Since it was founded in 1936, Boston’s Institute of Contemporary Art has moved its main location and support spaces over 13 times before finding its home at Fan Pier in 2006. With a building designed to resemble a gantry crane at a shipyard, the current location consists of 65,000 square feet dedicated to showcasing works of artists including Cindy Sherman, Andy Warhol, Robert Mapplethorp, Nan Goldin, and many more. Though it was originally envisioned as a “renegade offspring” of the Museum of Modern Art in New York City, and was in fact named the Boston Museum of Modern Art when it was built, the name was changed in 1948 to “[distance] itself from the ideological inflections the term ‘modern’ has accrued in favor of its original meaning: ‘that which exists now.’” The museum was the first in the United States to show work by many artists including Edvard Munch (who is now famous for his painting The Scream) and Le Corbusier and the first solo show for graphic artist Shepard Fairey, Allen Sekula, and Cornelia Parker, among others. Its dedication to showcasing new and up-and-coming artists gives it an exciting feel – you’re never quite sure whose work you’ll come across or what new artist you may find yourself moved or challenged by.
Though the building seems quite large as it looms over the harbor, the actual exhibit space feels much smaller than MoMA or MASS MoCA, and can be easily toured in an afternoon. One highlight was Yayoi Kusama’s LOVE IS CALLING installation, in which visitors enter a darkened room with large, brightly-colored tentacles extending from the floor and ceiling. The mirrored walls cause the room to appear to stretch off into infinity, with thousands of polka-dotted tentacles receding into the horizon. It’s a fun and striking experience, with more playfulness than perhaps one expects of contemporary art installations.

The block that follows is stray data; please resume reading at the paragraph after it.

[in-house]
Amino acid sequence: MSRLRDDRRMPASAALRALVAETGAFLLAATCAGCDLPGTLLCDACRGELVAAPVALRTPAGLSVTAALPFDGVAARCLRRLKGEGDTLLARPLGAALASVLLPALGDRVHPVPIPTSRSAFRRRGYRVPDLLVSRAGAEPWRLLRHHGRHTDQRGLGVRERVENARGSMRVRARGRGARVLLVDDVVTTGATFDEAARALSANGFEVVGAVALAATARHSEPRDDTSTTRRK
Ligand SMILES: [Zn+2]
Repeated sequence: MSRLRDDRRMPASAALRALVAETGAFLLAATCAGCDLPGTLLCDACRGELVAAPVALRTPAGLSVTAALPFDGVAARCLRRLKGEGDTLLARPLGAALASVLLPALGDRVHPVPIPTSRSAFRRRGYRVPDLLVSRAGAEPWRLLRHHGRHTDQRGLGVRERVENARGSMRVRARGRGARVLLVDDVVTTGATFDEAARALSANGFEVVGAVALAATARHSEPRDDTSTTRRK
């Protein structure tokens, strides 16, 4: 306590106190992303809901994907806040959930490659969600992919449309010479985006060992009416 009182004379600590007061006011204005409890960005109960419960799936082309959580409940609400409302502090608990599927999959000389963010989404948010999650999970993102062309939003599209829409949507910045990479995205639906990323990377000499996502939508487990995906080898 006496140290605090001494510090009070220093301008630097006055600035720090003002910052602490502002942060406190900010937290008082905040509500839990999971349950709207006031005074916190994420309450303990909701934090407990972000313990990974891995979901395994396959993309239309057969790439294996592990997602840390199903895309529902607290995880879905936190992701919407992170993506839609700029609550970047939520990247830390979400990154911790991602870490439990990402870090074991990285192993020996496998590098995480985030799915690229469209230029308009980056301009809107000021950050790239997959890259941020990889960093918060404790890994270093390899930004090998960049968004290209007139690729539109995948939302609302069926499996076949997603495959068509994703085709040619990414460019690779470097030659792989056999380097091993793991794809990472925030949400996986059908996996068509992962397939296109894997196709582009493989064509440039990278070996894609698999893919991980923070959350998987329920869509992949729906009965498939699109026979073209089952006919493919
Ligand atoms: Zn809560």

We also enjoyed Rose B. Simpson’s Legacies exhibit, which consisted of expressive and imaginative ceramic figures covered with lines and symbols. Simpson, a mixed-media artist from Santa Clara Pueblo, NM, incorporates metals, tools, and even car parts into her sculptures, which gives a sense of both the Native American cultures that they draw from, but also hint at what the world might look like if our current society collapsed. Part of the draw of the exhibit is that the figures clearly seem to be part of a story, but that story is left to the viewer to decipher.
We also explored the exhibit To Begin Again: Artists and Childhood, in which artists ranging from Deborah Roberts and Njideka Akunyili Crosby to Jean-Michel Basquiat and Paul Klee reimagined childhood through their work. Sometimes playful, sometimes haunting, the display included painting and sculpture, and even a room of children’s books.
While we didn’t get anything from the café, the gift shop had a terrific selection of well-curated tchotchkes, art books, and gifts. Overall, aside from the issue of finding parking in the area, we enjoyed our visit and would stop back again in the future. Like any museum, not every exhibit will speak to every patron, but if you leave finding a few artists you really enjoy, the visit has been a success!
Matthew Christopher MA Boston Feb 15, 2023 Arts Museums Places to Visit